Comparing International and United States Undergraduate Medical Education and Surgical Outcomes Using a Refined Balance Matching Methodology

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The aim of this study is to compare surgical outcomes of international medical graduates (IMGs) and United States medical graduates (USMGs).

Summary of Background Data:

IMGs represent 15% of practicing surgeons in the United States (US), and their training pathways often differ substantially from USMGs. To date, differences in the clinical outcomes between the 2 cohorts have not been examined.


Using a unique dataset linking AMA Physician Masterfile data with hospital discharge claims from Florida and New York (2008–2011), patients who underwent 1 of 32 general surgical operations were stratified by IMG and USMG surgeon status. Mortality, complications, and prolonged length of stay were compared between IMG and USMG surgeon status using optimal sparse network matching with balance.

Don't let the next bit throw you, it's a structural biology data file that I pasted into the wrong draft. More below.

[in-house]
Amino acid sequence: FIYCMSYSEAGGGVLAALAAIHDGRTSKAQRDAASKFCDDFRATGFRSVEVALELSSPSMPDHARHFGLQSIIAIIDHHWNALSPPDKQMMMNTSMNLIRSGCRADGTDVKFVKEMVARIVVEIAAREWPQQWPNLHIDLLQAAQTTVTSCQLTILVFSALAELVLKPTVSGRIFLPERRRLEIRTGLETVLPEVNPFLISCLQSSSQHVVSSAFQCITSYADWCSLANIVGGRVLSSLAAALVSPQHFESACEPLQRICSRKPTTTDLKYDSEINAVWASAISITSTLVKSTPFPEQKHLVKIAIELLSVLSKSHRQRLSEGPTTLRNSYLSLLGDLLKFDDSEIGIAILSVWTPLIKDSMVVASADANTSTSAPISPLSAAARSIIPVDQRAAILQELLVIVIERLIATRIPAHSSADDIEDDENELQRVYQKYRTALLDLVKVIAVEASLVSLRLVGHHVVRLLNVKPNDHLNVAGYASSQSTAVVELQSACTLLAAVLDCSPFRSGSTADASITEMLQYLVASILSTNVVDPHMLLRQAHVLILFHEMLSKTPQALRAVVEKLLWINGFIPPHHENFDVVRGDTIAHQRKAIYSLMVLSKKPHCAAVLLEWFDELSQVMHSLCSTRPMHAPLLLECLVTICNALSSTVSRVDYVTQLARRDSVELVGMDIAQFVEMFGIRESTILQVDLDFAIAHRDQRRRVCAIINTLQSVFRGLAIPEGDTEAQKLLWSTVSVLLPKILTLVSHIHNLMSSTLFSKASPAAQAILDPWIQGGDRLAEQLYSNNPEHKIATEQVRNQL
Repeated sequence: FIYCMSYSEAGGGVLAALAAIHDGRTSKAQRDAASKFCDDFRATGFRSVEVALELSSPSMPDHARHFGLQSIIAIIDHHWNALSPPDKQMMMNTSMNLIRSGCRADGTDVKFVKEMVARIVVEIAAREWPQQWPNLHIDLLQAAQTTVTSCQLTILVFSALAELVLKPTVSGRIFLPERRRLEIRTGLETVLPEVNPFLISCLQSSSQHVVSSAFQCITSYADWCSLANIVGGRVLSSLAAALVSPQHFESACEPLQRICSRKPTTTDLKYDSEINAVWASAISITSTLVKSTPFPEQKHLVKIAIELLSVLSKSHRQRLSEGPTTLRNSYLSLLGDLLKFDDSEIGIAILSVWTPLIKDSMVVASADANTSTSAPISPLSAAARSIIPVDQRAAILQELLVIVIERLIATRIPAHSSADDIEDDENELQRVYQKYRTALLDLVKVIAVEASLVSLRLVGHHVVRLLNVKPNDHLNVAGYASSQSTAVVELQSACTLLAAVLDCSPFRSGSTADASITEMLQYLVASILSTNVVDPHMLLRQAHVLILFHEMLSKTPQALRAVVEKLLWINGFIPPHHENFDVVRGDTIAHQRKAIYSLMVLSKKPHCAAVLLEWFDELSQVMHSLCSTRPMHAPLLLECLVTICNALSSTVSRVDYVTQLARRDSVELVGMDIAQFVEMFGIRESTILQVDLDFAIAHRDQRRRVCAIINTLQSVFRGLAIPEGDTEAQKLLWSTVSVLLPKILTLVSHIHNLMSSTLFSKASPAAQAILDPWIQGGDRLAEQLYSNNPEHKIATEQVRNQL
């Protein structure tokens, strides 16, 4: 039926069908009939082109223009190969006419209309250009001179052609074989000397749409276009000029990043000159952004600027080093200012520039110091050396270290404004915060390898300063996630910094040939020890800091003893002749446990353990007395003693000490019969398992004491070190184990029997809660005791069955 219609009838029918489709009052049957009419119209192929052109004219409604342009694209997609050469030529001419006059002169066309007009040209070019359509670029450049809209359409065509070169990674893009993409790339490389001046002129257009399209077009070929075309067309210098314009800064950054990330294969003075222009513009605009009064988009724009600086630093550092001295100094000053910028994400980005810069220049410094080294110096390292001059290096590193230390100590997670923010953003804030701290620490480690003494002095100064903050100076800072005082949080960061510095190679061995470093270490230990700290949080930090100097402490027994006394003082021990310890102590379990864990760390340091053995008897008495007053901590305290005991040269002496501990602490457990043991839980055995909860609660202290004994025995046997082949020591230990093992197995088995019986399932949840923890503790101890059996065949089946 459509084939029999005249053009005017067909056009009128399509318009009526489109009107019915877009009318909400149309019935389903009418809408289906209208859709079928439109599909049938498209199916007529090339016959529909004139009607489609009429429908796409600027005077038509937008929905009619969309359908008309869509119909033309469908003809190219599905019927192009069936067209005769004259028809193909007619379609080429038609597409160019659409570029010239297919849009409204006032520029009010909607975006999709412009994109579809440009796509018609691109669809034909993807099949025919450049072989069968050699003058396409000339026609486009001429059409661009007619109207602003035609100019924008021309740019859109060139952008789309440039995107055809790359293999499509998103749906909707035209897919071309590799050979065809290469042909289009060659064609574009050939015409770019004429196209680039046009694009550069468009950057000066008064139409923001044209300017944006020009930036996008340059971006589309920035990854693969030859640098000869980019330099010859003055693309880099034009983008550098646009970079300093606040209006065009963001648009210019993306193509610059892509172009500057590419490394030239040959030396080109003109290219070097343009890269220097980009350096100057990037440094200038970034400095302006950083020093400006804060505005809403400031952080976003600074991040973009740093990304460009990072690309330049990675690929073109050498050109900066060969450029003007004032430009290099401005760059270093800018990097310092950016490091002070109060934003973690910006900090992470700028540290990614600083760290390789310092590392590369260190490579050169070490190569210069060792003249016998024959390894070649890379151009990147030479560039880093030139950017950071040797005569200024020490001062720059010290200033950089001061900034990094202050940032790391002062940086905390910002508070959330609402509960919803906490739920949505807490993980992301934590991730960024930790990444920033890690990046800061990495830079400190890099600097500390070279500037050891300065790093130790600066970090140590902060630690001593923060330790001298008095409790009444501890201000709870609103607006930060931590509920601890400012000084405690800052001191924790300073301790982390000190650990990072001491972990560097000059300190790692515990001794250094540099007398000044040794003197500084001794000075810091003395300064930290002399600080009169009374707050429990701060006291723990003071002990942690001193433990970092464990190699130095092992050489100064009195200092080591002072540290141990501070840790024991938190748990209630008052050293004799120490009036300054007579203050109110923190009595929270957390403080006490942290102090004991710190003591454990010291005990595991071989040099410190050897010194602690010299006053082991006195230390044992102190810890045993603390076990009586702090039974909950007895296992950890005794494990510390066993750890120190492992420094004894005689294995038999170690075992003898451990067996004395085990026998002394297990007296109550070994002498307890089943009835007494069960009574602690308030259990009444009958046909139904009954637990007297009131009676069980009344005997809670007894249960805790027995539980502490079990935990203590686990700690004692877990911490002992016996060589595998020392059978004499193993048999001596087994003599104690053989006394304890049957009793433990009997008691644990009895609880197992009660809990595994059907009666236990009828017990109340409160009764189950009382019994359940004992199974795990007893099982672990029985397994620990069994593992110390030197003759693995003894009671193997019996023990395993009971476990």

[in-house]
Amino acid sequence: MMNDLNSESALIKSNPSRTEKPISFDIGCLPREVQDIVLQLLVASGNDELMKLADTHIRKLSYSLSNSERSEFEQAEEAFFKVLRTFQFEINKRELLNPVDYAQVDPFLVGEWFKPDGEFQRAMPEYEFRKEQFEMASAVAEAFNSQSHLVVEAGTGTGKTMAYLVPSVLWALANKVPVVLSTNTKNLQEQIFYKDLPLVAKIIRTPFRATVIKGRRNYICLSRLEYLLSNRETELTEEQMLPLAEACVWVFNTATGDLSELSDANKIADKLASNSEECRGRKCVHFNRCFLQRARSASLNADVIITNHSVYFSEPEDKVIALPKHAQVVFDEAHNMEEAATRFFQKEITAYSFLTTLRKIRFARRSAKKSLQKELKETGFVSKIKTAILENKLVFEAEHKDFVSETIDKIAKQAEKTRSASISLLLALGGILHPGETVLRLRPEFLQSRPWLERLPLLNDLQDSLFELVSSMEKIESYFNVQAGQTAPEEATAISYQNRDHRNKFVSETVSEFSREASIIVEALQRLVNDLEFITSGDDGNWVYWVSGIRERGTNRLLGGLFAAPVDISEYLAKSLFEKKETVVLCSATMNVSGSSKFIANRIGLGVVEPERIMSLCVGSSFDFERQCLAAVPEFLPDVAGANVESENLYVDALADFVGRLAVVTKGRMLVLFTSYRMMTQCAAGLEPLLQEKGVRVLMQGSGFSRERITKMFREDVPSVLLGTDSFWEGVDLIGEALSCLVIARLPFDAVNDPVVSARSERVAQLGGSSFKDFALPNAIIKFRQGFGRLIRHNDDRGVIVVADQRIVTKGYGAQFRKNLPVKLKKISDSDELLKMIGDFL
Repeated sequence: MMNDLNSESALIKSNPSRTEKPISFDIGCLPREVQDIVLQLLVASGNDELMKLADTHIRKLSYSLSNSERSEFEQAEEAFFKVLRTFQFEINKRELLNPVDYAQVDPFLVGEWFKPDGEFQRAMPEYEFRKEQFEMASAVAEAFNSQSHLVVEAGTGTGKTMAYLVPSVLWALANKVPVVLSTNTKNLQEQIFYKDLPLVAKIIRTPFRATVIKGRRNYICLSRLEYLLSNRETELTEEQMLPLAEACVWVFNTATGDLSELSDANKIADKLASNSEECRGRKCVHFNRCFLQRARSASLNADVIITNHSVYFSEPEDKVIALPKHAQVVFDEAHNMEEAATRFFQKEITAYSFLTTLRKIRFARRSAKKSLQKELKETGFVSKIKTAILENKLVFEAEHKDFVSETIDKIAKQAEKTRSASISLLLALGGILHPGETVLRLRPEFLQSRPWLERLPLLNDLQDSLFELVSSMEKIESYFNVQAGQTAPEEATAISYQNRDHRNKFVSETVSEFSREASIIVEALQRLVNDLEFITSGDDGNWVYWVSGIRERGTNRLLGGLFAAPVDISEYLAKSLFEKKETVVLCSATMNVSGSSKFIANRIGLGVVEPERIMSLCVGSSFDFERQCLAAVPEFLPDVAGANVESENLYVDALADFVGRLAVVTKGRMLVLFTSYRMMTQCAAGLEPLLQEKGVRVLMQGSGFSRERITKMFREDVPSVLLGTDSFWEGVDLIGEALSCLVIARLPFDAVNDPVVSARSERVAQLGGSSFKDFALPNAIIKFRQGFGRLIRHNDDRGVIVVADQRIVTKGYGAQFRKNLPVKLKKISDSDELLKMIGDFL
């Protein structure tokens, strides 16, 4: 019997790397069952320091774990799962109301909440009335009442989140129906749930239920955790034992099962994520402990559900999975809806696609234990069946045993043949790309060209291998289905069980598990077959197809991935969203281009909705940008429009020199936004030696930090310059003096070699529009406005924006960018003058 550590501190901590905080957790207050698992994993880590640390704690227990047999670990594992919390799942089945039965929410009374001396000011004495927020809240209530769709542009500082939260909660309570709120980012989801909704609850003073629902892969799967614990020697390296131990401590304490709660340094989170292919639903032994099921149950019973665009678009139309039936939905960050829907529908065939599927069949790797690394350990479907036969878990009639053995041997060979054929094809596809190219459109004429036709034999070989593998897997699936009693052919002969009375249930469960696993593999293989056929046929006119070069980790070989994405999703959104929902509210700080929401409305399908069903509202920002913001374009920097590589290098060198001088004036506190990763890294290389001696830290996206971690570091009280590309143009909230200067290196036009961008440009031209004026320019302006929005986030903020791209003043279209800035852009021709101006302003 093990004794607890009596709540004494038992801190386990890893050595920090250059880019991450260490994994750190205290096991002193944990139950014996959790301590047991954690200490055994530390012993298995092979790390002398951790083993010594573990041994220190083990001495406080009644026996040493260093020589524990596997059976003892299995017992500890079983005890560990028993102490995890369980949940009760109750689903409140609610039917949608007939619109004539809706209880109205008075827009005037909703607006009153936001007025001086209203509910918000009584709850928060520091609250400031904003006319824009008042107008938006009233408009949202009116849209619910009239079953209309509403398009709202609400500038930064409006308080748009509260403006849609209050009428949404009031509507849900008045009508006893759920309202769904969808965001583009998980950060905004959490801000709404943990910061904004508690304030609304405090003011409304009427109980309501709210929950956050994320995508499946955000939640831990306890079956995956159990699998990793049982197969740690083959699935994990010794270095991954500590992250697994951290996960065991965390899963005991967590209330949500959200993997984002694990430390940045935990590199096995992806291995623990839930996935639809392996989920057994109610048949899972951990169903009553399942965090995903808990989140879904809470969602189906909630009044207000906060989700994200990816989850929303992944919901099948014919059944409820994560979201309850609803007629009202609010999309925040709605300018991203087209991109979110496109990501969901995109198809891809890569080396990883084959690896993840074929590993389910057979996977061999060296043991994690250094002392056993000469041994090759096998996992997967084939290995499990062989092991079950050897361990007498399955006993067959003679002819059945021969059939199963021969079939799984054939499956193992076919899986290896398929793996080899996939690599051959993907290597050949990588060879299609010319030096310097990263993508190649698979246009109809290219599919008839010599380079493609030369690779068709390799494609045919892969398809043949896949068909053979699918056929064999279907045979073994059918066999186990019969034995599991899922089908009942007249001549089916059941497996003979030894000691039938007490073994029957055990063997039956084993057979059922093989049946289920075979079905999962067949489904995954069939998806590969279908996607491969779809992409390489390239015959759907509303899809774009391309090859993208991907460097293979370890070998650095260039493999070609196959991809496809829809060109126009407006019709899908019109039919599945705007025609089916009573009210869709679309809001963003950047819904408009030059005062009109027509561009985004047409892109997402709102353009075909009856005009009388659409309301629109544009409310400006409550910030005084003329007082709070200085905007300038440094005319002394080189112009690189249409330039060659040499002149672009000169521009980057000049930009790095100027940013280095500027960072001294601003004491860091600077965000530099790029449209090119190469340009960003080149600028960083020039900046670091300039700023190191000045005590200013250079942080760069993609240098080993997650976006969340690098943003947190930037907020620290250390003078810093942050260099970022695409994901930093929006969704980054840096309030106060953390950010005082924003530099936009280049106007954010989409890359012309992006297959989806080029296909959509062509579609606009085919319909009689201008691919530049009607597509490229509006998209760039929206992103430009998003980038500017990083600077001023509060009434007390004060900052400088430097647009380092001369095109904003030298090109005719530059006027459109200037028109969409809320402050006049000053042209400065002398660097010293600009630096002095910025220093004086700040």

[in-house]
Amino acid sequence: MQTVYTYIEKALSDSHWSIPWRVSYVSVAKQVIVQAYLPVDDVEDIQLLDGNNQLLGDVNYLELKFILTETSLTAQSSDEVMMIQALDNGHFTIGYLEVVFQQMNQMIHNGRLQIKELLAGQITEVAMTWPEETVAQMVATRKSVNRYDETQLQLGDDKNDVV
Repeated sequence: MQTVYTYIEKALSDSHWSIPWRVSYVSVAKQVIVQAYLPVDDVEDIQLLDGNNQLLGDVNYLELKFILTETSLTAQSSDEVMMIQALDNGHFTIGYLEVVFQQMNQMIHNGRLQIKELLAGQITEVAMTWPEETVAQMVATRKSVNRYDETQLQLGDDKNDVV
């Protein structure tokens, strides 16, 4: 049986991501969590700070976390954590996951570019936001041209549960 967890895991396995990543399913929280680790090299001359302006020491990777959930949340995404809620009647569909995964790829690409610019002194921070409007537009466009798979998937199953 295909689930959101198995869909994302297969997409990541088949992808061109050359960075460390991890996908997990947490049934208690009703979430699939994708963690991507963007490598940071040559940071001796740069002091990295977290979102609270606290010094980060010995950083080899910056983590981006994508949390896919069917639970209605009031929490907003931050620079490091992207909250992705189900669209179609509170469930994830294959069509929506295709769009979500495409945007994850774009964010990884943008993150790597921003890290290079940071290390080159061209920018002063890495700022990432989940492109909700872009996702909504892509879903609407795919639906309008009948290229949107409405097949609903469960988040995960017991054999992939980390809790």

We identified 972,718 operations performed by 4581 surgeons (72% USMG, 28% IMG). IMG and USMG surgeons differed significantly in demographic (age, gender) and baseline training (years of training, university affiliation of training hospital) characteristics. USMG surgeons performed complex procedures (13.7% vs 11.1%, P < 0.01) and practiced in urban settings (79.4% vs 75.6%, P < 0.01) more frequently, while IMG surgeons performed a higher volume of studied operations (50.7 ± 5.1 vs 57.8 ± 8.4, P < 0.01). In the matched cohort analysis of 396,810 patients treated by IMG and USMG surgeons, rates of mortality (USMG: 2.2%, IMG: 2.1%; P < 0.001), complications (USMG: 14.5%, IMG: 14.3%; P = 0.032), and prolonged length of stay (pLOS) (USMG: 22.7%, IMG: 22.8%; P = 0.352) were clinically equivalent.


Despite considerable differences in educational background, surgical training characteristics, and practice patterns, IMG and USMG-surgeons deliver equivalent surgical care to the patients whom they treat.

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